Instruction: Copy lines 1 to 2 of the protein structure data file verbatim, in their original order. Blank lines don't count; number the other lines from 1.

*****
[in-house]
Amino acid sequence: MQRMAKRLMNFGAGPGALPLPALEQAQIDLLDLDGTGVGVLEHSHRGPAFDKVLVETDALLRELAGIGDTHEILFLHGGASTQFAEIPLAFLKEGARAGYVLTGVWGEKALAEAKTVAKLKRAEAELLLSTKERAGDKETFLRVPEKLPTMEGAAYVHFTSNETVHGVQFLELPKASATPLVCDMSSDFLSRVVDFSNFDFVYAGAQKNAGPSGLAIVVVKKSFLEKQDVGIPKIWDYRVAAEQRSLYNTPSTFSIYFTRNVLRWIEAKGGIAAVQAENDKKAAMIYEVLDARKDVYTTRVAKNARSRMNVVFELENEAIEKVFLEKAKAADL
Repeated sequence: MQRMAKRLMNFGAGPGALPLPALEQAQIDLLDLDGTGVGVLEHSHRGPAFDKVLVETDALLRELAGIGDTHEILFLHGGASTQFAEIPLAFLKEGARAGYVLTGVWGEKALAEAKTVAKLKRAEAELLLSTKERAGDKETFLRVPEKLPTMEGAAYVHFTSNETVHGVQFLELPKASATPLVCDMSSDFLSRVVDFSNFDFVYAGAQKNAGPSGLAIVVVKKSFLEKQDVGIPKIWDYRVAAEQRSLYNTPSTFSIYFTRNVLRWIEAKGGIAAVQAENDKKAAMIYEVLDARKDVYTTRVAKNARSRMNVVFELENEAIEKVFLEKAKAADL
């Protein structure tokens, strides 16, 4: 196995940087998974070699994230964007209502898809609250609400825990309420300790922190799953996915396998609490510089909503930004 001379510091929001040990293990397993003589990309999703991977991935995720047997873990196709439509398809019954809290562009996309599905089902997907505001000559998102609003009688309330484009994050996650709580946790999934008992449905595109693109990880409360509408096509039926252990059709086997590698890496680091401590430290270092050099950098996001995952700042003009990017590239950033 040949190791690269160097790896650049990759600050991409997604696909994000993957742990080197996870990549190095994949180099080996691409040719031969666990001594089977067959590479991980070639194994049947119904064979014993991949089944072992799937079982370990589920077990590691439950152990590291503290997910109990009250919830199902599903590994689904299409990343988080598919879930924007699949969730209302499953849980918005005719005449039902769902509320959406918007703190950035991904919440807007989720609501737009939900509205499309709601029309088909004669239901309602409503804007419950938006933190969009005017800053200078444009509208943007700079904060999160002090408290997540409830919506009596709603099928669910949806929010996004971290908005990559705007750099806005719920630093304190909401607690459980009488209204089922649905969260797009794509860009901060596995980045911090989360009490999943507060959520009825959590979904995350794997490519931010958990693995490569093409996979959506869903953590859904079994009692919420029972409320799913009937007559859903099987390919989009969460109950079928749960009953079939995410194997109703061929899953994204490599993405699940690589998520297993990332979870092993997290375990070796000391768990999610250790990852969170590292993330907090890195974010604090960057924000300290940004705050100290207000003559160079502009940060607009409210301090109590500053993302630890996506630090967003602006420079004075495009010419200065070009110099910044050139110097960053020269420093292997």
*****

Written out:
[in-house]
Amino acid sequence: MQRMAKRLMNFGAGPGALPLPALEQAQIDLLDLDGTGVGVLEHSHRGPAFDKVLVETDALLRELAGIGDTHEILFLHGGASTQFAEIPLAFLKEGARAGYVLTGVWGEKALAEAKTVAKLKRAEAELLLSTKERAGDKETFLRVPEKLPTMEGAAYVHFTSNETVHGVQFLELPKASATPLVCDMSSDFLSRVVDFSNFDFVYAGAQKNAGPSGLAIVVVKKSFLEKQDVGIPKIWDYRVAAEQRSLYNTPSTFSIYFTRNVLRWIEAKGGIAAVQAENDKKAAMIYEVLDARKDVYTTRVAKNARSRMNVVFELENEAIEKVFLEKAKAADL